Tuesday, February 11, 2014

"All Earth's water in a bubble"

Saying, "perhaps this will give us some perspective on how truly precious a resource water really is," Treehugger posted this provocative info-graphic from the United States Geological Survey (USGS), attempting to show how much water is there on, in, and above the Earth as a series of full bubbles.
 Earth water as a bubble 860 mi. in diameter

The big one represents all of the water on, in and around Earth as a bubble 860 miles in diameter.  But that's 96% saltwater.  "The smaller sphere over Kentucky represents Earth's liquid fresh water in groundwater, swamp water, rivers, and lakes," the USGS says.  The volume of this sphere would be over 2.5 million cubic miles, forming a perfect bubble (and you have to imagine, quite an imposing one) about 170 miles in diameter.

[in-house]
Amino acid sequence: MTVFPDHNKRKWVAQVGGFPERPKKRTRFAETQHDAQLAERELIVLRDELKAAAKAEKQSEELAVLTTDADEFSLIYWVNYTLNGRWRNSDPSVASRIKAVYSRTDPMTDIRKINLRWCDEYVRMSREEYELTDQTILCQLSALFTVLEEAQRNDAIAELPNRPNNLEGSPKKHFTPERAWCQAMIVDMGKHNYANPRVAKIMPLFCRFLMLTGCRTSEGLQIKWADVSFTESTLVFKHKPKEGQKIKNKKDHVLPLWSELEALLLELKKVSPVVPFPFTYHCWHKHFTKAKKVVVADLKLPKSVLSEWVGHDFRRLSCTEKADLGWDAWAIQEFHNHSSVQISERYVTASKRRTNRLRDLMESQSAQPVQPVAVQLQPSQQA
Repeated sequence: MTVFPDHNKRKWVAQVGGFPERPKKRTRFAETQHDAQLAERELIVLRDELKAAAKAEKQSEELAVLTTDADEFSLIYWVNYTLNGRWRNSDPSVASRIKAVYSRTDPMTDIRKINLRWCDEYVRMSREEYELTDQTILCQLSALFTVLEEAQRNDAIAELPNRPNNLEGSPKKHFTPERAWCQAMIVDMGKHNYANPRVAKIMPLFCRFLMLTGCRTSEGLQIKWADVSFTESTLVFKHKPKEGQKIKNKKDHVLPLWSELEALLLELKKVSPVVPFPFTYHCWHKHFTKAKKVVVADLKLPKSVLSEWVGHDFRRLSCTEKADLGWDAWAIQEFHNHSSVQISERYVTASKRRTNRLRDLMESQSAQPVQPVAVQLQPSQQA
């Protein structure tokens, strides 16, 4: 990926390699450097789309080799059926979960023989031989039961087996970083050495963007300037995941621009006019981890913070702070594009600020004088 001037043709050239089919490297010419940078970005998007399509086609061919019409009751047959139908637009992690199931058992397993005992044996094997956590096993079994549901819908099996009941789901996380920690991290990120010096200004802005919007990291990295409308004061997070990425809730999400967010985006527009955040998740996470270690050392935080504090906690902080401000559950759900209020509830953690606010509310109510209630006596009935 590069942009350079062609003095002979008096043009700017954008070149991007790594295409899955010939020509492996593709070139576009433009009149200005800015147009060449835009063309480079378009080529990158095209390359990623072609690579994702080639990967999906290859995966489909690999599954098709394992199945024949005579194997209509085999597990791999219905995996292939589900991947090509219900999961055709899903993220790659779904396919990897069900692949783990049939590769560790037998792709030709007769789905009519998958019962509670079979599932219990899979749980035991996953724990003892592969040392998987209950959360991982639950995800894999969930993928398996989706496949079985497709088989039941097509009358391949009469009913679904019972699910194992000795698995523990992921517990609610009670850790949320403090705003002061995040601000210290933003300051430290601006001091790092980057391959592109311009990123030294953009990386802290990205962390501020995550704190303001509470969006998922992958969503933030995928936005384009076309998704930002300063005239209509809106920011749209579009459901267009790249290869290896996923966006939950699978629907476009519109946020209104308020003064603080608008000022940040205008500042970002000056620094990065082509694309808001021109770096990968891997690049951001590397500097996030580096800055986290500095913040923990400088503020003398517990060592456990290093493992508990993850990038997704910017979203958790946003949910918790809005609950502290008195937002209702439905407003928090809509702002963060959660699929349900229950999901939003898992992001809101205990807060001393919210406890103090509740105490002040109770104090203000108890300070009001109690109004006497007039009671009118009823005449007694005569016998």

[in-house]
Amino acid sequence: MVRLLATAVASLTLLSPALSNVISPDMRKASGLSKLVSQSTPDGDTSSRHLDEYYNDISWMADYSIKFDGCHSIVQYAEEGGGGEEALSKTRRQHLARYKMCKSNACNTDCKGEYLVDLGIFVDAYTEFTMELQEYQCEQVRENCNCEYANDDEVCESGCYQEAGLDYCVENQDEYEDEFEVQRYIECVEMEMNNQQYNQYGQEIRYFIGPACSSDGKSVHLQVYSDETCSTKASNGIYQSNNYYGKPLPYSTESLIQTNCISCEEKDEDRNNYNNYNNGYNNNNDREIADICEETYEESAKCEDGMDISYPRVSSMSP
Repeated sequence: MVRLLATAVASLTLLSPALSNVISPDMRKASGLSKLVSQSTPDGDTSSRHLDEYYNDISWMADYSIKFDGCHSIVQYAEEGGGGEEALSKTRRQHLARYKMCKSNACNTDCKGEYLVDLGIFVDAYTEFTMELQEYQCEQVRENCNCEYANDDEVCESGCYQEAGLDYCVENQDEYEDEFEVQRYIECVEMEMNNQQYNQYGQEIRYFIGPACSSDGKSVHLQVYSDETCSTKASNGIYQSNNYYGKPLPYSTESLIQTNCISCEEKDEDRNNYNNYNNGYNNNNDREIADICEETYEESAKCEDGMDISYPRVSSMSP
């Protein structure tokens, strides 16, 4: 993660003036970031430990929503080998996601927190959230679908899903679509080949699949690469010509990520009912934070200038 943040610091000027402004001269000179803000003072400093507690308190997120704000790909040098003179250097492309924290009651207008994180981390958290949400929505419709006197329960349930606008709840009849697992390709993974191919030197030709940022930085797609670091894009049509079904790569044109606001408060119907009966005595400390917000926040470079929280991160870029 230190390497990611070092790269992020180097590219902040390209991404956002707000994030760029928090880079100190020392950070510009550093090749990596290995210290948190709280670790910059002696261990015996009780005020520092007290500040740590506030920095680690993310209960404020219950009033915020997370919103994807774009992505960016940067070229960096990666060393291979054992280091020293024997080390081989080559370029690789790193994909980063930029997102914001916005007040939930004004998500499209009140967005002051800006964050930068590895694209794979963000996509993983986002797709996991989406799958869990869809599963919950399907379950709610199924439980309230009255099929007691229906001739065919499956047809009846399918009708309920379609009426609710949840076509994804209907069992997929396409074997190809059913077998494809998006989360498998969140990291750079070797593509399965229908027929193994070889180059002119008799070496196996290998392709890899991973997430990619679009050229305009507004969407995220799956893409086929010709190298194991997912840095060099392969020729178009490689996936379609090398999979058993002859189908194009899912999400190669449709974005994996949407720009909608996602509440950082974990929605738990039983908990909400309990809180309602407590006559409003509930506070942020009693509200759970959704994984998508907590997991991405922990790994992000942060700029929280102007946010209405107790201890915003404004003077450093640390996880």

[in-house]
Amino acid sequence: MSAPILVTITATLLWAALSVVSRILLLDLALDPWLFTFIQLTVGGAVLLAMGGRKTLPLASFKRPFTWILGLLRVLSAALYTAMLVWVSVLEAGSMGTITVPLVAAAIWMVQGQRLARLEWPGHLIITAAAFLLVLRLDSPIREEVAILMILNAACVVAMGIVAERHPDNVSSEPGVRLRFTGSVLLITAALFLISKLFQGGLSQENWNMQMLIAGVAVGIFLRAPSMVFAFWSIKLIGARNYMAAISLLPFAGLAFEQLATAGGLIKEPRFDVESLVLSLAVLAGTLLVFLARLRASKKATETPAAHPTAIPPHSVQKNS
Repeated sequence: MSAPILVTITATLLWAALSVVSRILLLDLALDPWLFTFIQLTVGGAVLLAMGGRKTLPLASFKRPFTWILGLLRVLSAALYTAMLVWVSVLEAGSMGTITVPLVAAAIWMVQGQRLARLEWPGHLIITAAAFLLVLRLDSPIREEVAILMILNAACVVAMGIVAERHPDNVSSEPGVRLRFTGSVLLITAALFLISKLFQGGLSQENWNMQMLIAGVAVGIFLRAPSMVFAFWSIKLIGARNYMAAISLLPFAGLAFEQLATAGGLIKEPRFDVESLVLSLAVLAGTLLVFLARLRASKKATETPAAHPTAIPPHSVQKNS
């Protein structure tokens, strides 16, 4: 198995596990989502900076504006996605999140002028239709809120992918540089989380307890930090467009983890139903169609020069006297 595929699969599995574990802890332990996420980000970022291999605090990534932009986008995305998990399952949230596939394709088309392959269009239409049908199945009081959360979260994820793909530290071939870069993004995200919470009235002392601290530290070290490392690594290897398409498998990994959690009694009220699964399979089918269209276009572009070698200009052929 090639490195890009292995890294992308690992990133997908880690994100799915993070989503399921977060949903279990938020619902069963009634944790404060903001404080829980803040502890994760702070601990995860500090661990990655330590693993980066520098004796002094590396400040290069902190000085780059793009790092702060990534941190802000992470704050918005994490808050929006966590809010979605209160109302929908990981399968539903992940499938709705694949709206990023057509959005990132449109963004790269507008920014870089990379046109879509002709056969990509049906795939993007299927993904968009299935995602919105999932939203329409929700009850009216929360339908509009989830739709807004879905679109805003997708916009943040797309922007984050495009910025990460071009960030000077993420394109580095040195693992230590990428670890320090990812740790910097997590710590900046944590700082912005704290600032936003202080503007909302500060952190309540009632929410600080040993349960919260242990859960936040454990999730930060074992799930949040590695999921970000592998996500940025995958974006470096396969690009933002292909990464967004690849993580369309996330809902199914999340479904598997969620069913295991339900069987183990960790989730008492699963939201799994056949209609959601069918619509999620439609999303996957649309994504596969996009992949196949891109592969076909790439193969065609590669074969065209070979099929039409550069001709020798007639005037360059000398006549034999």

That's the fresh water we need every day, but around 30% of it is unavailably deep in the ground. Rivers, the source of most of the fresh surface water people use, only constitute about 300 cubic miles, about 1/10,000th of one percent of total water.
"How much water is there on, in, and above the Earth?"  (USGS) 
From the USGS Water Science School, which offers "information on many aspects of water, along with pictures, data, maps, and an interactive center." 
"If you put all Earth's water In one place, it'd look like this"
by Jaymi Heimbuch, Treehugger.com